APPELLATE COURT OF ILLINOIS, FIRST DISTRICT, THIRD DIVISION
LOUIS WEBER, Respondent-Appellee
537 N.E.2d 1022, 182 Ill. App. 3d 208, 130 Ill. Dec. 693 1989.IL.507
Appeal from the Circuit Court of Cook County; the Hon. Carole Bellows, Judge, presiding.
JUSTICE McNAMARA* delivered the opinion of the court. FREEMAN, P.J., and WHITE, J., concur.
DECISION OF THE COURT DELIVERED BY THE HONORABLE JUDGE MCNAMARA
Petitioner, Estelle Weber, filed a petition for dissolution of her marriage from respondent, Louis Weber, and incorporated by reference a three-count declaratory judgment petition. The trial court dismissed counts I and II of the petition for declaratory judgment on the basis that such a judgment would not terminate the controversy or some part thereof as required by section 2-701 of the Code of Civil Procedure (Ill. Rev. Stat. 1987, ch. 110, par. 2-701(a)). Petitioner appeals from that dismissal order. On this same date, we are issuing an opinion pertaining to an order of the trial court granting a preliminary injunction to Estelle. In re Marriage of Weber (1989), 182 Ill. App. 3d 212.
On November 23, 1987, petitioner sought dissolution of marriage and other relief. She alleged that the parties were partners in a publication business carried out through their business, Publications International, Ltd. , and Publications International Subscription Corporation, which businesses were the primary asset owned by the business partnership. Petitioner sought an equitable share of the marital property, including a one-half or greater interest in the business partnership, including 50% or more of the outstanding stock.
Counts I and II of the declaratory judgment petition sought a declaration that the parties were equal partners in the business and that the partnership was the beneficial owner of certain corporation stock held in respondent's name; the dissolution of the partnership; and an order requiring respondent to transfer 50% of his stock to petitioner. (Count III sought an order of protection, a preliminary injunction and an accounting relative to the corporations. This is considered in our accompanying opinion.)
On December 21, 1987, the trial court granted respondent's motion to dismiss counts I and II of the petition for declaratory judgment.
The granting or denial of a declaratory judgment is a matter within the trial court's discretion, and its determination will not be disturbed absent an abuse of that discretion. (Krebs v. Mini (1977), 53 Ill. App. 3d 787, 368 N.E.2d 159.) A trial court does not abuse its discretion in refusing to grant a declaratory judgment which would not terminate any part of the controversy. Krebs v. Mini (1977), 53 Ill. App. 3d 787, 368 N.E.2d 159 (declaratory finding that parties were partners would leave issues of terms or partnership and breach of those terms, and issuance or transfer of the stock, resulting in piece-meal litigation), citing Farmers Insurance Group v. Harris (1972), 4 Ill. App. 3d 372, 279 N.E.2d 789; see also Outboard Marine Corp. v. James Chisholm & Sons, Inc. (1985), 133 Ill. App. 3d 238, 478 N.E.2d 651.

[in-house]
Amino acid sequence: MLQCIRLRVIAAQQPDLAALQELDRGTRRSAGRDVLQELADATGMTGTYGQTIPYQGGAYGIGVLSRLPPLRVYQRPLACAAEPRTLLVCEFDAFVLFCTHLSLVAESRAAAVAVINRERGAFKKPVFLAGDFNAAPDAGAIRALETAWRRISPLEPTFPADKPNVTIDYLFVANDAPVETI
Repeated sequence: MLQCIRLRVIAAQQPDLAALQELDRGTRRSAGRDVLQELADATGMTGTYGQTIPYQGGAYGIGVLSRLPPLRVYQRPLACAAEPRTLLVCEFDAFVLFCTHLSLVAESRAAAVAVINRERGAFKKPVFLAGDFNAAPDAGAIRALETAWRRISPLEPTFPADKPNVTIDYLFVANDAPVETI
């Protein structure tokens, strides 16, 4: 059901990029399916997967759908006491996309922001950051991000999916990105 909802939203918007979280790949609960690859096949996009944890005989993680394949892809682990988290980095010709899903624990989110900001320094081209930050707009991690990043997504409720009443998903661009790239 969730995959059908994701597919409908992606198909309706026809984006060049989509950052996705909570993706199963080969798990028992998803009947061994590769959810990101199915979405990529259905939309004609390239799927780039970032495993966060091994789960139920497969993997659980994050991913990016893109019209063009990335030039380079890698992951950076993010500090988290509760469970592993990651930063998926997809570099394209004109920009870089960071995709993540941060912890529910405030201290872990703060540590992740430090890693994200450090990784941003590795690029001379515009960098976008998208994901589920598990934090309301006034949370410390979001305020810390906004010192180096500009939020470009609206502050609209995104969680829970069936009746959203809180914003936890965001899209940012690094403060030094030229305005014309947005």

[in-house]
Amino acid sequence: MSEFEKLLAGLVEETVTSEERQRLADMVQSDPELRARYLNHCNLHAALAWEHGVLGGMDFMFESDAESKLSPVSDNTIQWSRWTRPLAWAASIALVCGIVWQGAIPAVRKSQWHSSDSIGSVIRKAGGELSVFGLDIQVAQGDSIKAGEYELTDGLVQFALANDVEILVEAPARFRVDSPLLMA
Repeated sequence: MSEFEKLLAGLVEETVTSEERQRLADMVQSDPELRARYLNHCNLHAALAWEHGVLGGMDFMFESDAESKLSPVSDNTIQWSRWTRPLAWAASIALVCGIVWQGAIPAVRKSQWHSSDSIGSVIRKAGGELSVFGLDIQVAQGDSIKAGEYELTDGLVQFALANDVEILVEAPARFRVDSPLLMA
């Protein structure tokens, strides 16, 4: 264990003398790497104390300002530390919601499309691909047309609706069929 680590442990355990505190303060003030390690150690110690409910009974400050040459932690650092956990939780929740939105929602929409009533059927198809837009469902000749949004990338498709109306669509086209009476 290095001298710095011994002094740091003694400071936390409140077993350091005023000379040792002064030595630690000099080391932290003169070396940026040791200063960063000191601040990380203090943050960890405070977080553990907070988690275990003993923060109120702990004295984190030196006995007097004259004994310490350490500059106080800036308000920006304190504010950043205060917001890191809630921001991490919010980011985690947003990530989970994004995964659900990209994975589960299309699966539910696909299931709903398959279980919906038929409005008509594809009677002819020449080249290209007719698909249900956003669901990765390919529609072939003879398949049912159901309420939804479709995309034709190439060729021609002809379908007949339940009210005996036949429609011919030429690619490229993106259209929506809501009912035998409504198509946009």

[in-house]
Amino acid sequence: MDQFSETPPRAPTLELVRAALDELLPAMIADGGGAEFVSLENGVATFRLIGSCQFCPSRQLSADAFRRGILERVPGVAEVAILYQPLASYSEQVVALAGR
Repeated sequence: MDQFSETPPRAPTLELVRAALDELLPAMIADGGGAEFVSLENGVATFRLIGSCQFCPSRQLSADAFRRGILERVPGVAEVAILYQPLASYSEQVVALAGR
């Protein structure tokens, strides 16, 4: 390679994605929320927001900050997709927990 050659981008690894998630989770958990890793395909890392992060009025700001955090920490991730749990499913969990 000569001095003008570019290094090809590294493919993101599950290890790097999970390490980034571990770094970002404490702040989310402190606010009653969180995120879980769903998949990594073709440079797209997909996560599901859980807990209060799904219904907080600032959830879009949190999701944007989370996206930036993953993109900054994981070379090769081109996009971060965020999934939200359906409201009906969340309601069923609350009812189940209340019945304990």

Section 2-701 provides that the trial "court shall refuse to enter a declaratory judgment or order, if it appears that the judgment or order, would not terminate the controversy or some part thereof, giving rise to the proceeding." (Ill. Rev. Stat. 1987, ch. 110, par. 2-701(a).) This requirement is intended to emphasize the fact that the declaratory judgment procedure is not meant to enable parties to secure advisory opinions or legal advice from the court with respect to expected future difficulties. (Ill. Ann. Stat., ch. 110, par. 2-701, Historical & Practice Notes, at 11 (Smith-Hurd 1983), citing Exchange National Bank v. County of Cook (1955), 6 Ill. 2d 419, 129 N.E.2d 1; Spalding v. City of Granite City (1953), 415 Ill. 274, 113 N.E.2d 567; Saline Branch Drainage District v. Urbana-Champaign Sanitary District (1948), 399 Ill. 189, 77 N.E.2d 158.) In addition, the phrase "or some part thereof" recognizes that litigation may include many parts and the administration of Justice is advanced by avoiding piece-meal litigation. Ill. Ann. Stat., ch. 110, par. 2-701, Historical & Practice Notes, at 11-12 (Smith-Hurd 1983).
In the present case, a finding that respondent holds the PIL stock on behalf of the parties' partnership would not terminate any part of the dissolution action. The court would be left with the task of dividing the business in just proportions under the appropriate statute. (Ill. Rev. Stat. 1987, ch. 40, par. 503(d).) Even if it found petitioner was a 50% owner of PIL, the court need not award that amount to either party. (See In re Marriage of Sang Lee (1979), 78 Ill. App. 3d 1123, 398 N.E.2d 126.) Often the court will avoid a division of a business where it would require the parties to continue a business association and demand a great deal of cooperation as to business and financial matters. See In re Marriage of Hellwig (1981), 100 Ill. App. 3d 452, 426 N.E.2d 1087.
Thus, whether or not a partnership exists would only be a preliminary question to the dissolution issues. The answer to the preliminary question would not resolve any part of the dissolution proceeding. This is a dissolution of marriage case where the preliminary determination of ownership of partnership shares as part of the marital estate is necessarily followed by the division between the parties under the Illinois Marriage and Dissolution of Marriage Act (Ill. Rev. Stat. 1985, ch. 40, par. 101 et seq.), not under Illinois ...